Common Mouse Species

There are many different types of mice present in the U.S.

The top 2 species considered to be a major pest in this country are the House Mouse and Field Mouse.

Field Mouse / Deer Mouse

(Apodemus sylvaticus / Peromyscus maniculatus)

Field mice (also referred to as Deer Mice)  rarely venture into inhabited buildings but in the winter months, they will enter sheds and other backyard structures where fruit and vegetables are stored.

Field mice are a big threat to businesses operating in farming and agriculture.

Appearance

  • Size: adult head and body 80 – 100mm in length; Tail 70 – 90mm.
  • Weight: Male can weigh 25g, and the female 20g.
  • Sandy / orange brown fur on the head and back.
  • Yellowish fur on the flanks and white on the belly.
  • There is usually a small streak of yellow on the chest.

Lifecycle

  • Their lifespan averages two to three months, but they can survive as much as 20 months in the wild, or two or more years in captivity.
  • Breeding seasons are March/April to October/November and gestation lasts approximately 25 days. They grow their first fur after six days; their eyes open after 16; and they are weaned at around 18 days old.
  • Survival of the young and adults is poor during the first half of the breeding season as adult males can be aggressive towards one another and to the young, who are then driven from the nest.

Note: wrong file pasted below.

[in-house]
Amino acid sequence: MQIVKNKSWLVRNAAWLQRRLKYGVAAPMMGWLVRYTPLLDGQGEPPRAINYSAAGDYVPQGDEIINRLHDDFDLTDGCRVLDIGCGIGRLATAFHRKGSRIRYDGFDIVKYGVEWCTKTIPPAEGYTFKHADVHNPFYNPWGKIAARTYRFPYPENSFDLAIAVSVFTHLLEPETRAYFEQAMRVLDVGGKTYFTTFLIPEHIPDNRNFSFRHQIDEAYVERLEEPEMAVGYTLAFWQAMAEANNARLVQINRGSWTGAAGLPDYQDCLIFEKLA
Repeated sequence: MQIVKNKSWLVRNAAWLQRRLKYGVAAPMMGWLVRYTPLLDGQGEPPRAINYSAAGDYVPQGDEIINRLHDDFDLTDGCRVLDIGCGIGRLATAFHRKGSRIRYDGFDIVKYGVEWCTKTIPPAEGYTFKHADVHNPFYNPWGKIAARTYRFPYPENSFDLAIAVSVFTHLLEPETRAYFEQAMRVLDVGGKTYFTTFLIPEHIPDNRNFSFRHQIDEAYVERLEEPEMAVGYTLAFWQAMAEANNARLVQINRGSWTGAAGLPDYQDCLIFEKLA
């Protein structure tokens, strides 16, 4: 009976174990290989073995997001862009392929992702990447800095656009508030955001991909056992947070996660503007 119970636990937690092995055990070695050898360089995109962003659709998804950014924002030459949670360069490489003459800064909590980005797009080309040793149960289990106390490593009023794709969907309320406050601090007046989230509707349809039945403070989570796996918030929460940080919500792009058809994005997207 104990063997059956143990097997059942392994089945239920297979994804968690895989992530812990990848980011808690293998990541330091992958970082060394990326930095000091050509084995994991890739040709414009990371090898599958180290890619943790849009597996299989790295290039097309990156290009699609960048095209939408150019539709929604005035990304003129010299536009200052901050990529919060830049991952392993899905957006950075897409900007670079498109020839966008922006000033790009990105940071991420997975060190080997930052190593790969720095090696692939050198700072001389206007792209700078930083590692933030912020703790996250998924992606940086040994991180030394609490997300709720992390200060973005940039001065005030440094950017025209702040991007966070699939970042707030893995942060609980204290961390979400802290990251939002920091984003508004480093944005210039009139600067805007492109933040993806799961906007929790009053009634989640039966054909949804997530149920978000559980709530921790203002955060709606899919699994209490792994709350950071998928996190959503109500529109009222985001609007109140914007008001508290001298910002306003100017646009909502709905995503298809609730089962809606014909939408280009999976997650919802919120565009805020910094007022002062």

Habits

  • They eat a high proportion of the seed crop of trees such as oak, beech, ash, lime, hawthorn and sycamore.
  • Small snails and insects are particularly important sources of food in late spring and early summer when seeds are less available.
  • They also eat apples and will attack newly planted legume seeds.

House Mouse

(Mus domesticus)

House mice are active all year round, which means you could find them invading your home or business at any time.

Appearance

  • Size: 70 – 95mm in length, with a tail around the same length.
  • Weight: 12 – 30g.
  • Their relatively small feet & head and large eyes & ears distinguish them from a young brown rat (Rattus norvegicus).

Lifecycle

  • 4 – 16 young per litter; 7 – 8 litters a year.
  • Gestation period of about 3 weeks.
  • 8 – 12 weeks from birth to sexual maturity.

Habits

  • Usually ground living and burrowing, but often climbs.
  • Preferred food is cereals.
  • Will eat around 3g of food a day and can survive without any additional water. They will drink up to 3ml a day if their diet is particularly dry.

White-Footed Mouse

(Peromyscus leucopus)

The White-footed Mouse can be found in eastern U.S. from mid-Maine south to North Carolina, South Carolina, Georgia, and Alabama; west to Montana, Colorado, and Arizona.

White-Footed Mouse, Peromyscus leucopus

Appearance

  • The White-footed Mouse is a relatively small rodent with a combined head and body measurement of just 3.5 to 4 inches.
  • Not surprisingly, the feet are white and so is the belly. Upper parts of their body are grayish to reddish-brown and the tail is the same two colors.

Habits

Homes located near forests and brushlands, or bordering agricultural lands, may be at risk from this rodent.


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